Keep contact. Close the distance with word and touch. When someone writes me an angry email, I call them at home. When someone sends a formal letter of complaint, I invite them for coffee. When people start getting upset, I call a meeting and invite them to talk. The more heated the situation, the closer I want to get to it. Believe me, this is hard. I’m no different than anyone else.[8]

This is a call to us Christian leaders to lean into relationship. Lean into the people we lead. Courageously choose relationship over isolation. Isolation and fear may be effective short-term strategies. But at the end of the day, leading with influence, trust, and relationship is more sustainable, lasting, and healthy for the soul of the people and the leader.

[1] Please forgive the small, low-resolution pictures. To find where the picture came from, see Philip Bump, “Analysis | The Bizarre, Literal Isolation of Vladimir Putin,” Washington Post, February 28, 2022, https://www.washingtonpost.com/politics/2022/02/28/putin-bizarre-isolation/.

[2] Mike Cosper, “The Rise and Fall of Mars Hill Episode 11: Tempest,” ChristianityToday.com, November 12, 2021, https://www.christianitytoday.com/ct/podcasts/rise-and-fall-of-mars-hill/tempest-mars-hill-driscoll.html.

[3] Marcus Warner and E. James Wilder, Rare Leadership: 4 Uncommon Habits for Increasing Trust, Joy, and Engagement in the People You Lead (Chicago: Moody Publishers, 2016), 120.

[4] Ibid.

[5] Ibid. 14.

[6] Ibid. 14-16.

[7] Tod Bolsinger, Canoeing the Mountains: Christian Leadership in Uncharted Territory (InterVarsity Press, 2018), 15.

[8] Ibid. 168.

About the Author


David Beavis

David is Australian by birth, was raised in Southern California, and is the Youth and Young Adults Pastor at B4 Church in Beaverton, Oregon. David and his wife, Laura, live in Hillsboro with their dog, Coava (named after their favorite coffee shop). M.A. Theology - Talbot School of Theology B.A. Psychology - Vanguard University of Southern California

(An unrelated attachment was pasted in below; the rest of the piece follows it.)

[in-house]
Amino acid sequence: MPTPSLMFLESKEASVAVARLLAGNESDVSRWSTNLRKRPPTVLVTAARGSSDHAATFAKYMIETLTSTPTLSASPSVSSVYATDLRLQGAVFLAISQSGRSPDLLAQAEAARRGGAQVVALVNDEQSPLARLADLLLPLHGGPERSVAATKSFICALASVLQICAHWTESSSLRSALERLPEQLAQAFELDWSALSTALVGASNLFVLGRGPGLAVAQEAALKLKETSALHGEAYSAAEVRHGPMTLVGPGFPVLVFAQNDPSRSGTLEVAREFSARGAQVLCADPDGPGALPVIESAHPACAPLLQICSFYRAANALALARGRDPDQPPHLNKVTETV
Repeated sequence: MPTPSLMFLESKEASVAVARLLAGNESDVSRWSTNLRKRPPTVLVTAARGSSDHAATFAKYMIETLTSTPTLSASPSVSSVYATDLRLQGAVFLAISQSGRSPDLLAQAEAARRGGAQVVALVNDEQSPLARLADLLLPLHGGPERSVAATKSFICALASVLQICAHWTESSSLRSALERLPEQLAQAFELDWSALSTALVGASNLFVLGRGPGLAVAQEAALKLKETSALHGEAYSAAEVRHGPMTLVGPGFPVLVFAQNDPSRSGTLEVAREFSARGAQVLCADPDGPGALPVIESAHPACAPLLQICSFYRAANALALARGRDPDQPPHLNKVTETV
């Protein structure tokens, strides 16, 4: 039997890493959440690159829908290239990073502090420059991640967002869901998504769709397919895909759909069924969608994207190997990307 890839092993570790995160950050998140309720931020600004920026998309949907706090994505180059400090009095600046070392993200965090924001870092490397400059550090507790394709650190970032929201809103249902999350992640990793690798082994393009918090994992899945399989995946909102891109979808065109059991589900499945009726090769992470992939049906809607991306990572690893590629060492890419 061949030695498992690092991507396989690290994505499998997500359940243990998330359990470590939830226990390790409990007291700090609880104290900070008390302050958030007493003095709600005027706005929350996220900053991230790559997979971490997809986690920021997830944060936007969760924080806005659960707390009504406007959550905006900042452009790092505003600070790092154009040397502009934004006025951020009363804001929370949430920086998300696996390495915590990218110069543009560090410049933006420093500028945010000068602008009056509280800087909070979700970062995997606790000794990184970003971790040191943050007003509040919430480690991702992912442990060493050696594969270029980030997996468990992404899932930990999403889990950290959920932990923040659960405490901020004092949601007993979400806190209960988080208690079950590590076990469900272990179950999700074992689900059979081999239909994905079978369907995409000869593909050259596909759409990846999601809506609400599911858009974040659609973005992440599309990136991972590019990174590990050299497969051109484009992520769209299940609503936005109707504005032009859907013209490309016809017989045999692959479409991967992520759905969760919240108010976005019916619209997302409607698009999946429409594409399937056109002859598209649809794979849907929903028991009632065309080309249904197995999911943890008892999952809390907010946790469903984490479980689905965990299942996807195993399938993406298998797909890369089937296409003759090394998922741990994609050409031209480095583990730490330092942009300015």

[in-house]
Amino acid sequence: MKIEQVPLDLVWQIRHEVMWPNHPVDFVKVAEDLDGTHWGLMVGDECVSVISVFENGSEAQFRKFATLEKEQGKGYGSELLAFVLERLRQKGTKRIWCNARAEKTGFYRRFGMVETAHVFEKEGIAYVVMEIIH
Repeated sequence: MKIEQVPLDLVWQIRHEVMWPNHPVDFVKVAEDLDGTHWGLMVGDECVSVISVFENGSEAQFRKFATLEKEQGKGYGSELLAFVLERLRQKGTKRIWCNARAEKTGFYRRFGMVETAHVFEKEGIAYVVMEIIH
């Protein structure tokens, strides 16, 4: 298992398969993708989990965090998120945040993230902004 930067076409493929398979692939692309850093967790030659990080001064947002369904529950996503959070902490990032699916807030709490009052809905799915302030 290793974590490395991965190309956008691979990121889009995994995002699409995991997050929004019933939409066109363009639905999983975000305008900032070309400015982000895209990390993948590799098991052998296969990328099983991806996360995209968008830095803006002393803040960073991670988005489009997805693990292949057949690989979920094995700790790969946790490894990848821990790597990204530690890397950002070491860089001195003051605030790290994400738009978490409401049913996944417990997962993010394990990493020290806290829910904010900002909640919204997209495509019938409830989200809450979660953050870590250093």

6 responses to “Putin: A Case-Study of Isolated, Fear-Based Leadership”

  1. David,
    Great post. It is unfortunate with what happened with Mark Driscoll, in his younger years he really gave it all. I believe it’s so important pastoral leaders put the focus on Jesus and not the individual. Many of the local churches have struggled with people from the Mars Hill aftermath.

    Well done.

  2. Caleb Lu says:

    David, I appreciated your highlight on the importance of proximity. It’s a good reminder that beyond leadership principles and theories, there’s a power from simply being with someone and seeing them and/or hearing their voice.

  3. mm Audrey Robinson says:

    Great post. The examples used (Putin and Mars Hill) were especially insightful and brought the material into sharper focus.

    RARE leadership is worthwhile for Christian organizations but I struggle with how it can be implemented in other (secular) organizations. Thoughts?

  4. Tonette Kellett says:


    Your examples of Putin and Mark Driscoll were both very good, and in the case of Driscoll and Mars Hill – sad. Relationships in leadership really are the key. I think it’s easy to isolate ourselves and push people away. We have to be intentional about building those strong relationships as leaders.

  5. Alana Hayes says:

    I appreciated everything you said in this!

    It made me think about this more locally with our business: We have so many people that work for us it feels all but impossible for me to get to know everyone on a more personal level. However… I have to make the time to make personal connections with them. Even if its something small and going up from there.

    I am going to try something this week and I’ll circle back with you!

    What is one way that you connect with your team?